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No need to panic now, MSN Music customers ... at least for a few more years

Microsoft, caving into pressure from customers and bloggers, agreed to extend the life of the DRM authentication servers belonging to its now-defunct MSN Music store.

While no longer functioning today, in its heyday MSN Music sold DRM-protected music playable on devices with the PlaysForSure logo, a compatibility campaign designed to unify the disparate authentication schemes between different MP3 players. The company seemingly abandoned that campaign with the introduction of the Microsoft Zune, which carried a newer, independent DRM system that only works with the device’s separate music store, dubbed the Zune Marketplace.

MSN Music customers will now be able to authenticate their music through the end of 2011, after which Microsoft will continue to provide availability depending on customer demand.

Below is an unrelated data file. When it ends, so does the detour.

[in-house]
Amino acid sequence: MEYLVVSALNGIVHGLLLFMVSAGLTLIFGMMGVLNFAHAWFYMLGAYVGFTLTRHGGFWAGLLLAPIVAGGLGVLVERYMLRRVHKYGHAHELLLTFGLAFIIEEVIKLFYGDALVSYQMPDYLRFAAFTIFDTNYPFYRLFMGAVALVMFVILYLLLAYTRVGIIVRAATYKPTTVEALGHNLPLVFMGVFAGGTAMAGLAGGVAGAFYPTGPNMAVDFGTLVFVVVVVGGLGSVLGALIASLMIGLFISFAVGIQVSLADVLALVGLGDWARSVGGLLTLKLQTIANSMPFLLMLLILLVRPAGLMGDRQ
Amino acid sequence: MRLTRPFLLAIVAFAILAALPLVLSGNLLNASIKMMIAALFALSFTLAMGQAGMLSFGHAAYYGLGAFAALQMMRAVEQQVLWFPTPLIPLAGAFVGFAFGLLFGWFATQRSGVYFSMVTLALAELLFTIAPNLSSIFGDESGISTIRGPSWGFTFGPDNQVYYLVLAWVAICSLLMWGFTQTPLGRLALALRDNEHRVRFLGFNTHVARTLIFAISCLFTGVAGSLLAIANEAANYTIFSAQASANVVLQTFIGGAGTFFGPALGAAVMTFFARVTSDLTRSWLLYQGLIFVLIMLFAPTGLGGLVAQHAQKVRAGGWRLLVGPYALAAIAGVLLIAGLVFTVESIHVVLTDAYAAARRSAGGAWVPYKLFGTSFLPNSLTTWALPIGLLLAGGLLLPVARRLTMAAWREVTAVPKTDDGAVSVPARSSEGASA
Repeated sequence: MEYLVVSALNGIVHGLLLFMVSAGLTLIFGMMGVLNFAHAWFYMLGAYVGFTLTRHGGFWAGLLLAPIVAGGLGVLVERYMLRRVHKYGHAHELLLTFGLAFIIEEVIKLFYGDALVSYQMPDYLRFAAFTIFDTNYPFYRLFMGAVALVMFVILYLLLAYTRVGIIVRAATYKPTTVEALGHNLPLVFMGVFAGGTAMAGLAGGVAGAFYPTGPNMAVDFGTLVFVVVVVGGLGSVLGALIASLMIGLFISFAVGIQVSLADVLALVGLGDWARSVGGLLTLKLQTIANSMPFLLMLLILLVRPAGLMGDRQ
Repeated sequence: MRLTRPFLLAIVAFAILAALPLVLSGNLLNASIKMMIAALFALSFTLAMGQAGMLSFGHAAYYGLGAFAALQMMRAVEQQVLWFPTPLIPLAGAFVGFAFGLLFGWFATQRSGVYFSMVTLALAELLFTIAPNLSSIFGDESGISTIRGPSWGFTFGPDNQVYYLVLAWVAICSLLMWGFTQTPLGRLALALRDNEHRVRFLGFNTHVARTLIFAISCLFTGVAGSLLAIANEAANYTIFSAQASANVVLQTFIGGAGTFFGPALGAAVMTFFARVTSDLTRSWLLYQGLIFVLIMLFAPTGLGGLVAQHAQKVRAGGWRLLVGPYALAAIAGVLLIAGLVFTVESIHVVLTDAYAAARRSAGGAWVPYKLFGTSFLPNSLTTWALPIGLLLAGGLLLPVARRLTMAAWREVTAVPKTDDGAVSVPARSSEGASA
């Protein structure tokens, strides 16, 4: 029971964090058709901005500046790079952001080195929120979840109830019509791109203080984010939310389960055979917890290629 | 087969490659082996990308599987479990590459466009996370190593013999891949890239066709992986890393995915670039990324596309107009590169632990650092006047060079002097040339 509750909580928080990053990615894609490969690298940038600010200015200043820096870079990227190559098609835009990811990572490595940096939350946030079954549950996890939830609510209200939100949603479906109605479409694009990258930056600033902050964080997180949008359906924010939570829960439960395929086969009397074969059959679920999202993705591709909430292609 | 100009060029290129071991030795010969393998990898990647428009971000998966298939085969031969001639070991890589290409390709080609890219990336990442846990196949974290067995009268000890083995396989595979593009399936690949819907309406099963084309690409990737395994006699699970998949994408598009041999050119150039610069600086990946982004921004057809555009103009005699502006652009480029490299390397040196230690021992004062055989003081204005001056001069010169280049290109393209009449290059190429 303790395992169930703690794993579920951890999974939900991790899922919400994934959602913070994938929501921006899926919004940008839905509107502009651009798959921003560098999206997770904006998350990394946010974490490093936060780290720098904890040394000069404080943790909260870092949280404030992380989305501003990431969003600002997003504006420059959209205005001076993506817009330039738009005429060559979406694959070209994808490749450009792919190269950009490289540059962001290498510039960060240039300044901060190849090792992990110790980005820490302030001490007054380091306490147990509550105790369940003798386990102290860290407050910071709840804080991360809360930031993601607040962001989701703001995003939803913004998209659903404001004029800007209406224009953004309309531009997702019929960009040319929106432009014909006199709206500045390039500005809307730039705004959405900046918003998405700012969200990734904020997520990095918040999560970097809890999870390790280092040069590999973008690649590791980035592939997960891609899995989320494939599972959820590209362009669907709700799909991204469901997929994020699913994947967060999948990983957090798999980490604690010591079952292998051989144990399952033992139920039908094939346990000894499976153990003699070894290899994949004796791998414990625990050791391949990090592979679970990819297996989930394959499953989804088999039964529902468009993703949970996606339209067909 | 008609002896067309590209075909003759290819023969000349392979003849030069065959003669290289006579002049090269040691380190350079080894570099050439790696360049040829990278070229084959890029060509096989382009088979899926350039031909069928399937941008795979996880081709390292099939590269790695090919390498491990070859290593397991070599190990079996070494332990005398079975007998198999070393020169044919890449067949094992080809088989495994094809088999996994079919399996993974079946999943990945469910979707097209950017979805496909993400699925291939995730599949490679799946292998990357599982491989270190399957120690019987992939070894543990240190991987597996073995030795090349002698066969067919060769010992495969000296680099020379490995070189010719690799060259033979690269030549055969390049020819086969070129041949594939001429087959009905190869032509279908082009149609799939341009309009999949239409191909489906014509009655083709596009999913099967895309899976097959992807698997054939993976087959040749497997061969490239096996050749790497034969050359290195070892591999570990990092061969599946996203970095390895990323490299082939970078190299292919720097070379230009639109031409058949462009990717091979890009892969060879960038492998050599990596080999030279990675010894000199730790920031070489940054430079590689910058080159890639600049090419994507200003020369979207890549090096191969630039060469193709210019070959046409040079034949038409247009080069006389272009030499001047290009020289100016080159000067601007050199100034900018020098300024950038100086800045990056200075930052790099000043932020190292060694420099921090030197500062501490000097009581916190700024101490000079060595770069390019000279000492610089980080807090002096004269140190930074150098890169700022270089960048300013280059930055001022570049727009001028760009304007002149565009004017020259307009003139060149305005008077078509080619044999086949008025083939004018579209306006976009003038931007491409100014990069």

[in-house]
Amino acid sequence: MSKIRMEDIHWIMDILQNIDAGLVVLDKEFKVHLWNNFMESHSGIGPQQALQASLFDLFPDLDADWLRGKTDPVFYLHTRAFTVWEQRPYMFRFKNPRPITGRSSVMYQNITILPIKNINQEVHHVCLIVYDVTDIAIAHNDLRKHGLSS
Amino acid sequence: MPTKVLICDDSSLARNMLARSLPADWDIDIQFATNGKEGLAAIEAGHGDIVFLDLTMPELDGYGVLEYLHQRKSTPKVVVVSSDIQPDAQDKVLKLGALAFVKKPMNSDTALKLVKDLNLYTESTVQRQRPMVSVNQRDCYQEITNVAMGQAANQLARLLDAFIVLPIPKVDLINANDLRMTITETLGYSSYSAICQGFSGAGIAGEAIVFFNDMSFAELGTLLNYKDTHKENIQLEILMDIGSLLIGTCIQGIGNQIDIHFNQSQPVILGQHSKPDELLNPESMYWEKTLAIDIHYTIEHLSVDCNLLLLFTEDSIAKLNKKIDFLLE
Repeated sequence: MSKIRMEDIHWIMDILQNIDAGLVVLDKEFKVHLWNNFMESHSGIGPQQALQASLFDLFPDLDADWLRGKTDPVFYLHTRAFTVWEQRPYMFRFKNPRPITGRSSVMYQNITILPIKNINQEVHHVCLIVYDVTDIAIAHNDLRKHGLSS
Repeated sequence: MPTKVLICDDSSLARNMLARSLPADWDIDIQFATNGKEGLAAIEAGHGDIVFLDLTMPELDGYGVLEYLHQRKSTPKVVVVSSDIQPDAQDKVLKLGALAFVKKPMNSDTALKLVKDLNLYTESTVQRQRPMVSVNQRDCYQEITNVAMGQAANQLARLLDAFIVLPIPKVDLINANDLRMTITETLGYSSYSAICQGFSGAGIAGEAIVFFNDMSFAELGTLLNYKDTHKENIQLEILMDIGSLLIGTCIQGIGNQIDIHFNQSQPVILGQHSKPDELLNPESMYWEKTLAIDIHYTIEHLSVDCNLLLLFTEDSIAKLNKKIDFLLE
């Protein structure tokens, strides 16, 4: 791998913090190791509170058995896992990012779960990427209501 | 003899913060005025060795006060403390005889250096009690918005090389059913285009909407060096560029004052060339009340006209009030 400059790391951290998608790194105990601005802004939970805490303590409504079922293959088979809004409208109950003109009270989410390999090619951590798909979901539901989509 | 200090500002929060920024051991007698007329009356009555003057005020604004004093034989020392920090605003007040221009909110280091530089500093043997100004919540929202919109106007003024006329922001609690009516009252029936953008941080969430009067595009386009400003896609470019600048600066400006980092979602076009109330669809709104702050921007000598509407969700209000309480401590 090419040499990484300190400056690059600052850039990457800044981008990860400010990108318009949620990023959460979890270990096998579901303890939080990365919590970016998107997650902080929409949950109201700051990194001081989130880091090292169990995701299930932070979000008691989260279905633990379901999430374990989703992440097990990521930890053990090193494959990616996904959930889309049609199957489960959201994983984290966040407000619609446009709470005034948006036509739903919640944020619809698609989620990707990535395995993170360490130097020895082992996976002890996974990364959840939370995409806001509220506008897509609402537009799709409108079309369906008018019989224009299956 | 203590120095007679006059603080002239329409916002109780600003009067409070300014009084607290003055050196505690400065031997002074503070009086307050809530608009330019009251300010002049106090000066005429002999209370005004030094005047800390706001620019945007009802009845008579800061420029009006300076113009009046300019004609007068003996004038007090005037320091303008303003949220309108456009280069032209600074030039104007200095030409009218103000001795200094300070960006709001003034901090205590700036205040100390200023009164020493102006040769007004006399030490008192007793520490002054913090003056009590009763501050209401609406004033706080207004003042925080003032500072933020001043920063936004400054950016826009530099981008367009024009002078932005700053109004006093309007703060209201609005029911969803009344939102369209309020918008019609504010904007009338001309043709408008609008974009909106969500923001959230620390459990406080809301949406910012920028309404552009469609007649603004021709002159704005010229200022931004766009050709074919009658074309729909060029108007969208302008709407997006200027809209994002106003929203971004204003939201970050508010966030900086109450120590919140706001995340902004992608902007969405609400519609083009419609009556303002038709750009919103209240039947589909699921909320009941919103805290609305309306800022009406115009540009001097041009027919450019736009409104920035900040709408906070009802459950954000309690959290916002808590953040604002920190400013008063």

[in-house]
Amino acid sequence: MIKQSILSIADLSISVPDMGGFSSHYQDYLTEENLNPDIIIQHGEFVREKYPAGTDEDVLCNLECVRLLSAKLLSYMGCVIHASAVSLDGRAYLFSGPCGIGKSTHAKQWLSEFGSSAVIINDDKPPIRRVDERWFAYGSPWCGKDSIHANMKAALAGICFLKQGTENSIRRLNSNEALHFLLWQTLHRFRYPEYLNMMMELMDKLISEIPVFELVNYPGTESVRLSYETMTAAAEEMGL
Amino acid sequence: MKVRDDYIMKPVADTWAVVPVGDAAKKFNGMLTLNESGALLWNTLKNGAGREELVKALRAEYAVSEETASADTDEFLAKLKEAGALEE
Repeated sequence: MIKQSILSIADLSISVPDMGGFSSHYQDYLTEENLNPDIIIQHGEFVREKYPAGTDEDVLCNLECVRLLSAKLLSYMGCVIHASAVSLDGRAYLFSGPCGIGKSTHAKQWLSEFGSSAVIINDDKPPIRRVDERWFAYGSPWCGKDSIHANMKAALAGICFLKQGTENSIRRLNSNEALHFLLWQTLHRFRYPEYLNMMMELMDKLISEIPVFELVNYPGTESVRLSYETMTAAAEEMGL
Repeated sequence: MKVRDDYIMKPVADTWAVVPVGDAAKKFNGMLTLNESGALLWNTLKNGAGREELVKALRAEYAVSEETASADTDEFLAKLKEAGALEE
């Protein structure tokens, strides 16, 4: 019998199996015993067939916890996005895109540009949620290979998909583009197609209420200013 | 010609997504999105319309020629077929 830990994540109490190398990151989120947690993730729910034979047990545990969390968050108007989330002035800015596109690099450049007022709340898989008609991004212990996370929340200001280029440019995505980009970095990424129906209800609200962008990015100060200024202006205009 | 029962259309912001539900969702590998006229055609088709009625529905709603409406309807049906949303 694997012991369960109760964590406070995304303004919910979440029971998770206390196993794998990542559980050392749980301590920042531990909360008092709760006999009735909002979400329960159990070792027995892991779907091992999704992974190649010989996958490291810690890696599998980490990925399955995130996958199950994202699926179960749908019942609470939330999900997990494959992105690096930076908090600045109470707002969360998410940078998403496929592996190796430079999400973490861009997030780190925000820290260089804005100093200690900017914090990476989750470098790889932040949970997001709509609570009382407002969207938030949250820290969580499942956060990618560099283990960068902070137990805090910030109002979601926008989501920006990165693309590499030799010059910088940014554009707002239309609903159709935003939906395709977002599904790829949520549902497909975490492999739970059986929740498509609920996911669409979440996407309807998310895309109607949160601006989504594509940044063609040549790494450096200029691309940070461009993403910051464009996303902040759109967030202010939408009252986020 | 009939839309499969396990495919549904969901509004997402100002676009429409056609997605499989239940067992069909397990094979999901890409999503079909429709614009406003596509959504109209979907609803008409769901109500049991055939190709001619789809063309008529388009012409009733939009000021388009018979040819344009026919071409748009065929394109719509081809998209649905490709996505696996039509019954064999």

The decision, announced Thursday in an e-mail to MSN Music customers, represents a complete turnaround, as previously customers could only authenticate their music purchases until August 31, 2008. While customers would have been able to listen to their music after the cutoff date, they would only be able to do so as long as their existing authentications are intact; since unauthenticated files are essentially unusable, the decision essentially forbid users from upgrading, formatting, or otherwise revamping their operating system, or migrating their music collection to a new computer.

The cutoff drew the criticism of a wide variety of bloggers and commentators, and earned Microsoft a strongly-worded letter from the Electronic Frontier Foundation: “The decision means that every customer that bought an mp3 from you … faces losing music if she upgrades her PCs or her hard drive crashed after August 31, 2008,” said the group, who went on to demand a public apology, refunds, and the assurance that customers would have easy access to receipts.





"The whole principle [of censorship] is wrong. It's like demanding that grown men live on skim milk because the baby can't have steak." -- Robert Heinlein
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